On Santa’s Naughty List: The 6 Forms of Fraudulent Holiday Returns
The holiday season is a profitable time for retailers, with plenty of well-intentioned consumers scouring shelves in-store, or scrolling through product pages online, to find the perfect gifts for their loved ones. Returns are to be expected: A recent report found that 20 percent of all returns take place during the holidays.
While the majority of these returns are normal – incorrect clothing sizes or online purchases not matching product descriptions, for example – there’s also a good portion of fraudulent returns happening around this time of the year as well. In 2018, it was estimated that 9 percent of holiday returns were fraudulent, and they cost retailers $6.5 billion.
An increased amount of purchases, foot traffic, and seasonal workers can cause return fraud to slip through the cracks during the holidays. Employees may ignore fraud-preventing practices in order to keep lines moving or maintain customer satisfaction, and recognizing repeat offenders can be nearly impossible to do when the high volume of consumers, purchases, and returns all become a blur.
When it comes to the holiday season, preparation is key – not only in the typical ways you would think of for your store, such as training seasonal workers or ensuring proper inventory, but for return fraud as well. Familiarize yourself with the most common types of return fraud below to protect your stores against excessive loss during this time of year.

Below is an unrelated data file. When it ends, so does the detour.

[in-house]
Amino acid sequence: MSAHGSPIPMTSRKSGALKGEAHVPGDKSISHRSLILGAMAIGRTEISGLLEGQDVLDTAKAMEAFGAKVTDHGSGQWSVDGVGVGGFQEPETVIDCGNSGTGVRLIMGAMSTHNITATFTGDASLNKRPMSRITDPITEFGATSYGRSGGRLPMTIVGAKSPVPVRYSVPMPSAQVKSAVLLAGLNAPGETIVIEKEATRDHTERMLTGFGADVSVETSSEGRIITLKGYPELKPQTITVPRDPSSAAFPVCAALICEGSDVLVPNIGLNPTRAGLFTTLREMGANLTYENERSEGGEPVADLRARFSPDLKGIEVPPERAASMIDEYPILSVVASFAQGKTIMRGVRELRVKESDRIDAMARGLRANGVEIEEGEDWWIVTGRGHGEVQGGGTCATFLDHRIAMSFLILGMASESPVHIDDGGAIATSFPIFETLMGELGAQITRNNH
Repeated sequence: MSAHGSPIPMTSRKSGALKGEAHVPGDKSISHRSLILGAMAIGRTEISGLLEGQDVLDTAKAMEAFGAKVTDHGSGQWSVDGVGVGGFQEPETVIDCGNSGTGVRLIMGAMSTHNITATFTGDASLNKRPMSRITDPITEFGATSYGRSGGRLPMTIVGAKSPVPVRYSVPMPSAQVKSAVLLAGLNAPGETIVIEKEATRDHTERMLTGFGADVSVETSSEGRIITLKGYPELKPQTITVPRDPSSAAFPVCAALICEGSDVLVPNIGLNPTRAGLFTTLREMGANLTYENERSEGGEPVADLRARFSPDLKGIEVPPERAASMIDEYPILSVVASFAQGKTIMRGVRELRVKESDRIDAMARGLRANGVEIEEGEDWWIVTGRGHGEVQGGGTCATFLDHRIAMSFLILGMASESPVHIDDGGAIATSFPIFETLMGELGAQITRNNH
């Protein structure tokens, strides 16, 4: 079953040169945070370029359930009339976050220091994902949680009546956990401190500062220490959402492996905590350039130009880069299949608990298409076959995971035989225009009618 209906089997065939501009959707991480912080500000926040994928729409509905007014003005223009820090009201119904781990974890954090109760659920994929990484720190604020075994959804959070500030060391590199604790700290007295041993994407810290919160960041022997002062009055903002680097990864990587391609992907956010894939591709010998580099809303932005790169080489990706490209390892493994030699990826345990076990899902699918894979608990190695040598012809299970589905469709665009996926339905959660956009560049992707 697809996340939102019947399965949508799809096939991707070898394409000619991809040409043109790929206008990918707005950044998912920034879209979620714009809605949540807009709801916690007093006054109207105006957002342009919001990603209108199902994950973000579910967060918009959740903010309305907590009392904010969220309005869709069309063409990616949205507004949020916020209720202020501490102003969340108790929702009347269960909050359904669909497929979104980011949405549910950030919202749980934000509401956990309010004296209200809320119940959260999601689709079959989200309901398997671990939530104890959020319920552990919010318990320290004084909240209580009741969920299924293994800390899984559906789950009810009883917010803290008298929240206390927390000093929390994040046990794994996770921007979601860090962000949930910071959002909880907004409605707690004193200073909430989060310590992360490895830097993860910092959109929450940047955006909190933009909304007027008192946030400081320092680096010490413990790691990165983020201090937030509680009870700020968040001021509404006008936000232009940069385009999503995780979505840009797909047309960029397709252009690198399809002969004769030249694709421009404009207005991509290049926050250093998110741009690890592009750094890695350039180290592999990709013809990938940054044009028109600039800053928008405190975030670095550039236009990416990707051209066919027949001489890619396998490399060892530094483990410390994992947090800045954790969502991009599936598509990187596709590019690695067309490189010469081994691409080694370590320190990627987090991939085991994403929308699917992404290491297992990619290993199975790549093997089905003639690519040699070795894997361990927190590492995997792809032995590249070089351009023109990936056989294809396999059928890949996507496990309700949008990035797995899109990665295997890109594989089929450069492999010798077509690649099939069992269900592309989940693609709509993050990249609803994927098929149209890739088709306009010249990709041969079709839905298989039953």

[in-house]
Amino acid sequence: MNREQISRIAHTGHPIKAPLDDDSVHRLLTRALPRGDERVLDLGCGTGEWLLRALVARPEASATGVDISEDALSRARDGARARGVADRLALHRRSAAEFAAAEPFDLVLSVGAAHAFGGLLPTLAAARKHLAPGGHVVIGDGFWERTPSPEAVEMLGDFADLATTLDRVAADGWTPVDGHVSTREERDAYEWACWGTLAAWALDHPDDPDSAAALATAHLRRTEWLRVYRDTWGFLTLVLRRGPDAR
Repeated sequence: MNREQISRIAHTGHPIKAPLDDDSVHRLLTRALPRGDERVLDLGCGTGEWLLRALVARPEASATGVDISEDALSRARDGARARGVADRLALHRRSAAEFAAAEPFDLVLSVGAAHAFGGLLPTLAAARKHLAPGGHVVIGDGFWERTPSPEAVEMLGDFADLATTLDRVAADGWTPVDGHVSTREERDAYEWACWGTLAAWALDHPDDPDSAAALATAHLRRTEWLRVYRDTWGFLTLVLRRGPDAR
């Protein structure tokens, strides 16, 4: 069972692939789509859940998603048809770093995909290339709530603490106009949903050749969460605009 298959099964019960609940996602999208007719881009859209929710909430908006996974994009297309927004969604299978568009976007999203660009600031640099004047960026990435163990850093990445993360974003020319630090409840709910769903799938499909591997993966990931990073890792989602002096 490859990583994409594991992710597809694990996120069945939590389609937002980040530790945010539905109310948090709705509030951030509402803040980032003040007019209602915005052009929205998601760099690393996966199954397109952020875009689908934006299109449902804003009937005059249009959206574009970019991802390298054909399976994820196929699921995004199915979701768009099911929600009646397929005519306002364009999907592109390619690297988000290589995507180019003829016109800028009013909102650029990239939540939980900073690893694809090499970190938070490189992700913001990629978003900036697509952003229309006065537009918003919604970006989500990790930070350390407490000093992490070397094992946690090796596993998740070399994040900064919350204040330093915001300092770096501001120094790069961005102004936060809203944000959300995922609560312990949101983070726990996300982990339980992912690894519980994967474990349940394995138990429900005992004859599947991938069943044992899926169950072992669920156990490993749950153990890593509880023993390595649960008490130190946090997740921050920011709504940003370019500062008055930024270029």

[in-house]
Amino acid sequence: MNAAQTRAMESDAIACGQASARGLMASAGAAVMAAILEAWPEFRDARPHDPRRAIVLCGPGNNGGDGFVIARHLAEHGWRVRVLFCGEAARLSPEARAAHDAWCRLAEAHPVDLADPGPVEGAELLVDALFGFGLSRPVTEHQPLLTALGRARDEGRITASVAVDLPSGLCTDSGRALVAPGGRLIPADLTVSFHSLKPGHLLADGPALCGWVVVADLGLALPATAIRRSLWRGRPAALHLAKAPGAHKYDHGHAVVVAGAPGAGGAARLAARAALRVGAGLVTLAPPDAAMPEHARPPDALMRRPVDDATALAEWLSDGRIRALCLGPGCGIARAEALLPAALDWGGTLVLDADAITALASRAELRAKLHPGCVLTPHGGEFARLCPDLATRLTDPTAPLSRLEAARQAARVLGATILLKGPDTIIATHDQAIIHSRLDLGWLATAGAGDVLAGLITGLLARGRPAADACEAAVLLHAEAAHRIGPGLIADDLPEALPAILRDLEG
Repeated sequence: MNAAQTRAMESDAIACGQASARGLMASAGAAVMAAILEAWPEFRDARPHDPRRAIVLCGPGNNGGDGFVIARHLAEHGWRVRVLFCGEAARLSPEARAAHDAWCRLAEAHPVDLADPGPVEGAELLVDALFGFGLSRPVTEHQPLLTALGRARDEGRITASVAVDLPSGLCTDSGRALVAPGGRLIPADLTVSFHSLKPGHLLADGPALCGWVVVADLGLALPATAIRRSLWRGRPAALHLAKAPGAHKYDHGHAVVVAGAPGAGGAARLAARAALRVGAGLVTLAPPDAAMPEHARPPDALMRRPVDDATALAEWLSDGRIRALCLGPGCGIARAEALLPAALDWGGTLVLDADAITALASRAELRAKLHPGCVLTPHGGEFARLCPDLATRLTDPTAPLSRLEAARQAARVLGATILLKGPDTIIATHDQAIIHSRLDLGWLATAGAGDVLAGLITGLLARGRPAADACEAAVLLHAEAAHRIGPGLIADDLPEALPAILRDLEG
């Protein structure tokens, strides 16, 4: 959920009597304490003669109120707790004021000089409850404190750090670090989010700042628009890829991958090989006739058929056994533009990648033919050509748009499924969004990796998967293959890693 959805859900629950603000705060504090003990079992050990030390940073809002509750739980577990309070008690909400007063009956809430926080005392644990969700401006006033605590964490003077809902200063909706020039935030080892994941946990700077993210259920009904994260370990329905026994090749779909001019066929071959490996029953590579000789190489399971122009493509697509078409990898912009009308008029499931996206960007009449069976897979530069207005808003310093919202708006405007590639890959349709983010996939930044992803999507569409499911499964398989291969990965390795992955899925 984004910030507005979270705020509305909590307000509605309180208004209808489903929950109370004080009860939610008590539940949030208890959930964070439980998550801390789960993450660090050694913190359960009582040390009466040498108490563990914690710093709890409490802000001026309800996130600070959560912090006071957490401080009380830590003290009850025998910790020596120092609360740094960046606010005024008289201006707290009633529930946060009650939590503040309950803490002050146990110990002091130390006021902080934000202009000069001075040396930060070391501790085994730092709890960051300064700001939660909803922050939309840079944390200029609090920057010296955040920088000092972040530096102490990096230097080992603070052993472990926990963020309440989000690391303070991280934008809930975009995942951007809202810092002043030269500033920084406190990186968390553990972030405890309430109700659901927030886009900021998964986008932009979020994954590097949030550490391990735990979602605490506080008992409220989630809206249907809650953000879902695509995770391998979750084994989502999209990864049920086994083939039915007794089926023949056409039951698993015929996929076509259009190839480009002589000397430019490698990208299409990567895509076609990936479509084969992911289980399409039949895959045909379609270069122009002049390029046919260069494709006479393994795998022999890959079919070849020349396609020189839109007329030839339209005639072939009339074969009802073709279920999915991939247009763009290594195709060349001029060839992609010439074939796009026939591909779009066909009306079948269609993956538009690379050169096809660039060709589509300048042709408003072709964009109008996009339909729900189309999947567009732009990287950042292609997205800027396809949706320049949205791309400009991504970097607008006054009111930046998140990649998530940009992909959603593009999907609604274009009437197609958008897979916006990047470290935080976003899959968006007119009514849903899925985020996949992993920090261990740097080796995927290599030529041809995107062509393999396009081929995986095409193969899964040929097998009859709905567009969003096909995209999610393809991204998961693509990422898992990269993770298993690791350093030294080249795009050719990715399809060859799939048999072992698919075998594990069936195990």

#1: Returning Stolen Merchandise
When you combine heavier traffic than normal in stores with bad actors, it can be the perfect opportunity for holiday shoplifting. Many sell online or through a fence, but fraudsters have learned that returning stolen merchandise can bring in even bigger bucks. When polled, retailers said that 77.3 percent of their return fraud was in the form of stolen merchandise.
There are two common ways that bad actors pull this off: They may take an item off the shelf and make a non-receipted return, saying that it was a gift from someone who did not give them a receipt. Alternatively, they may make an actual purchase, drop the item off in their car, go back inside the store with their receipt, and then steal the same item from the shelf and say that they changed their mind.
The holidays provide plenty of excuses for this behavior. They could say that they just found out that the person they were shopping for already had that item, or that they realized the person may not like the gift. They could also blame spending a full day of shopping as the reason that they lost their receipt in the first place. These excuses are plausible during the season, which can cause store employees and managers to process the returns without hesitation.
In 2018, it was estimated that 9 percent of holiday returns were fraudulent, and they cost retailers $6.5 billion.
#2: False or Stolen Receipts
Many retailers are becoming more stringent in their non-receipted return policies, especially since organized retail criminals have found success in selling the gift cards received during these transactions online, often giving them back 85-90% of their “investment.” To avoid this, fraudsters have had to find new ways of obtaining receipts, either by stealing them, or by printing them off from the dark web.